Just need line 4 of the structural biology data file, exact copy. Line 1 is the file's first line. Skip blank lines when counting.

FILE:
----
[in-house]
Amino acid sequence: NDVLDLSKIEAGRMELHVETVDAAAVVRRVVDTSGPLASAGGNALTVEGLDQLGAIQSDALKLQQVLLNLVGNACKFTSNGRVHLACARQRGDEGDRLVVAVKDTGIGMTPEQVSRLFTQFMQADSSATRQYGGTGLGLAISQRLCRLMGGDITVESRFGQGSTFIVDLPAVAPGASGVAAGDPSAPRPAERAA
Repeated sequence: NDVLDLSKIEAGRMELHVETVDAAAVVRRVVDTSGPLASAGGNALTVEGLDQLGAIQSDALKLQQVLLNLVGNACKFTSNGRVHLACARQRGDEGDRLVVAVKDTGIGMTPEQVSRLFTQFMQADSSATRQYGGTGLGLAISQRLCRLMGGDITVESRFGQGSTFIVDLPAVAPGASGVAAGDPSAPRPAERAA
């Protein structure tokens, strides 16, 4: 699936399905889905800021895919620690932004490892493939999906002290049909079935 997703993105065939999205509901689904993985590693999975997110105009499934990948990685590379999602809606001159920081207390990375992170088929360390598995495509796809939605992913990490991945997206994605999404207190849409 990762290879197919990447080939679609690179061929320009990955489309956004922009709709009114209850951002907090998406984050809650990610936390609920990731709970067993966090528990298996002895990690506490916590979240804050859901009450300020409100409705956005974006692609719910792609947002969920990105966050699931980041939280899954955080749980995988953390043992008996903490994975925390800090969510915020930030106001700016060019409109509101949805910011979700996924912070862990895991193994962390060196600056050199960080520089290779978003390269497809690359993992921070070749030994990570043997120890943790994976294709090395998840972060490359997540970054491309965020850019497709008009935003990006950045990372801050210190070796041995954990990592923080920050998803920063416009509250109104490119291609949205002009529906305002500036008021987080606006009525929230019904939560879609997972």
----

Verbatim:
């Protein structure tokens, strides 16, 4: 699936399905889905800021895919620690932004490892493939999906002290049909079935 997703993105065939999205509901689904993985590693999975997110105009499934990948990685590379999602809606001159920081207390990375992170088929360390598995495509796809939605992913990490991945997206994605999404207190849409 990762290879197919990447080939679609690179061929320009990955489309956004922009709709009114209850951002907090998406984050809650990610936390609920990731709970067993966090528990298996002895990690506490916590979240804050859901009450300020409100409705956005974006692609719910792609947002969920990105966050699931980041939280899954955080749980995988953390043992008996903490994975925390800090969510915020930030106001700016060019409109509101949805910011979700996924912070862990895991193994962390060196600056050199960080520089290779978003390269497809690359993992921070070749030994990570043997120890943790994976294709090395998840972060490359997540970054491309965020850019497709008009935003990006950045990372801050210190070796041995954990990592923080920050998803920063416009509250109104490119291609949205002009529906305002500036008021987080606006009525929230019904939560879609997972």